As a lifelong resident of New Hampshire, I’ve made it my passion to learn more about what the state is known for. One collection of fun facts I’ve come across is the state’s symbols: purple lilac (state flower), ladybug (state insect) and red-spotted newt (state amphibian). As an avid birdwatcher, I wondered, what is New Hampshire’s state bird? I quickly learned it’s the purple finch. Keep reading to learn more about this feathered friend.
Historical Support for the Purple Finch
Let’s take a look at what happened before the purple finch officially became the New Hampshire state bird in 1957.
The bird’s history stems back to Representative Robert S. Monahan, a resident of Hanover and a Dartmouth College forester. Monahan was the one to sponsor the purple finch bill, which was put in front of the House of Representatives on February 12, 1957.
The colorful finch had a strong backing with support from the Audubon Society of New Hampshire, the State Federation of Women’s Clubs and the New Hampshire Federation of Garden Clubs. Let’s take a quick look at what these organizations are all about:
- Audubon Society of New Hampshire: A nonprofit organization focused on wildlife and habitat conservation throughout New Hampshire.
- State Federation of Women’s Clubs: An international organization with tens of thousands of members focused on promoting volunteer work and community service.
- New Hampshire Federation of Garden Clubs: An organization focused on promoting gardening, floral design, environmental responsibility and civic beautification across NH.
These prominent groups were all for the purple finch. However, one representative was not.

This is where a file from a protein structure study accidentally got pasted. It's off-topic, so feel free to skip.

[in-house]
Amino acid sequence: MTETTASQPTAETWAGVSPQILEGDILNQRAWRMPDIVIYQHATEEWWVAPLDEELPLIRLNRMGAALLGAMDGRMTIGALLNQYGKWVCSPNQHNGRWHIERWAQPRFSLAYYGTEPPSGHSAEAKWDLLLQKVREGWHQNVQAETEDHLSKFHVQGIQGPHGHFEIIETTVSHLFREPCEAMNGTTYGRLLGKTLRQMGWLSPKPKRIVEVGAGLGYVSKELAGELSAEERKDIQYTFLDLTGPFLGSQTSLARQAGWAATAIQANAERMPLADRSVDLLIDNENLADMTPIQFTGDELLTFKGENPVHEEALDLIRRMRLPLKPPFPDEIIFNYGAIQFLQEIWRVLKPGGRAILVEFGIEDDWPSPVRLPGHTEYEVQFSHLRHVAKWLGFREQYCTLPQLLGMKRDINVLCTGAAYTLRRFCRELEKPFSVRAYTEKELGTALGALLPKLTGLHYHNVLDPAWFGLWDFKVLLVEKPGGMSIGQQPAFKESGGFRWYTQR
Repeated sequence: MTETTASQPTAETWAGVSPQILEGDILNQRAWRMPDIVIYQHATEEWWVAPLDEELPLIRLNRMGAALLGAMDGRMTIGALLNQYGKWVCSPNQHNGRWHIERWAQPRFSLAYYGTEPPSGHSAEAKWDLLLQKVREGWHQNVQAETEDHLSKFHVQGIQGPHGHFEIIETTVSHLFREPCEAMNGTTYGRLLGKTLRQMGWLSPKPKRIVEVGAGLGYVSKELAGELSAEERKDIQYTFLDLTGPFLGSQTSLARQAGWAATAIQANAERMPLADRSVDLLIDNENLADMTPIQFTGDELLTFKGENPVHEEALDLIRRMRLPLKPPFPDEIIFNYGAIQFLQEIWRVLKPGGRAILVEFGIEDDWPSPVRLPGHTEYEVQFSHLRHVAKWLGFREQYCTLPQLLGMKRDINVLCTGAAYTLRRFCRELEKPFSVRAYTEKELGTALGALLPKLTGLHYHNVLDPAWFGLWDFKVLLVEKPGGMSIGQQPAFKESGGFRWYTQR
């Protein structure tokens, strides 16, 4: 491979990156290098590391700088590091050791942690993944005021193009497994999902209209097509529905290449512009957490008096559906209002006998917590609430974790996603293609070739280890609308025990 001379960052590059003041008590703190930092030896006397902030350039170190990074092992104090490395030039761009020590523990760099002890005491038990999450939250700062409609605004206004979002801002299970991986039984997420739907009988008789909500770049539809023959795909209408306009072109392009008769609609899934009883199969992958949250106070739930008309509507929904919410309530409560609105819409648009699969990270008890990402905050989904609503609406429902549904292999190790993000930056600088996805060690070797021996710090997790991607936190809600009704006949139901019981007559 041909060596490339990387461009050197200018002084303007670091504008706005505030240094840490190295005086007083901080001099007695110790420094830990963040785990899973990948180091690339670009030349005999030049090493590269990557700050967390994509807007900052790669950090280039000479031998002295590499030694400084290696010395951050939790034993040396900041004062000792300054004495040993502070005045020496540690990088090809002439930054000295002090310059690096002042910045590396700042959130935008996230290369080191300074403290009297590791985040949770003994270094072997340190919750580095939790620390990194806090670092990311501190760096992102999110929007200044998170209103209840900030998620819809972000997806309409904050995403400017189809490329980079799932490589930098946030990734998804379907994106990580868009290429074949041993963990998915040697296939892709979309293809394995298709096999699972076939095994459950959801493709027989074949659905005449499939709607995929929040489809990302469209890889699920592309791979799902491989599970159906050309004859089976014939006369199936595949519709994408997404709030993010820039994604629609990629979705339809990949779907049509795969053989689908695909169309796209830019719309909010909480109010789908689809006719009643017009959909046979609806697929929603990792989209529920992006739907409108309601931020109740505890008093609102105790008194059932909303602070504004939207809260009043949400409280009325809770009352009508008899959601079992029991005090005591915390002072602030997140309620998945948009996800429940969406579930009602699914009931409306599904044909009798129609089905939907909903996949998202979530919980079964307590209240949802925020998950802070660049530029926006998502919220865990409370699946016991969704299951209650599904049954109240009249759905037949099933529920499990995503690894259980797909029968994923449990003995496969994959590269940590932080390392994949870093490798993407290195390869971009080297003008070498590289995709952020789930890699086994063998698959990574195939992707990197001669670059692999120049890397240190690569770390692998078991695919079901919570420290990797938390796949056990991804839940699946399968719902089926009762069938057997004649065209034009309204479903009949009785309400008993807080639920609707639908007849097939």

The Purple Finch vs. the New Hampshire Hen
The purple finch met some competition before it was made official. The opposer? Representative Doris M. Spollett. Spollett was a prize-winning goat breeder and veteran legislator who lived in Hampstead. Spollett wanted the “New Hampshire hen” to be the state bird. She had fought for it to be the official bird eight years earlier (in 1949) but her bill was unsuccessful.
The New Hampshire hen is gentle, docile and great for beginners looking to keep chickens. It’s known to grow fast, mature quickly and provide tasty eggs. The hen was bred from the Rhode Island Red and earned certification in 1935. The New Hampshire hen provided more meat and fewer eggs compared to the Rhode Island hen.
As an advocate for this backyard friend, Spollett was in strong opposition when the legislation came through for the purple finch.
The Purple Finch Becomes Official
The purple finch bill went before the House Committee on Recreation, Resources and Development on March 27, 1957. Monahan urged officials to act quickly because he worried another state would snag the bird as their state symbol.
With the hen up for debate, officials decided not to adopt it as their state bird. Two other states did have domestic fowl as their state birds. Delaware chose the Delaware Blue and Rhode Island chose the Rhode Island Red.
New Hampshire chose the beautiful purple finch. Governor Lane Dwinell made it official by signing the purple finch into law on April 25, 1957.
About the Purple Finch
So what’s the big deal with this purple finch? I did some research into them so you don’t have to.
Are They Actually Purple?
The purple finch’s scientific name is Haemorhous purpureus. Purpureus is Latin for “color of purple.” One of the first things to call out is that the purple finch isn’t actually purple.
Female purple finches are brown and white. The brown appears in streaks with bold streaks on their face. Male purple finches are unique with pink-red coloring on their back, head and breast. The red comes from eating carotenoids, so when food is scarce their color will be dull. Some scientists think females are attracted to brighter-colored male finches because it’s a sign that they’re well-fed and healthy.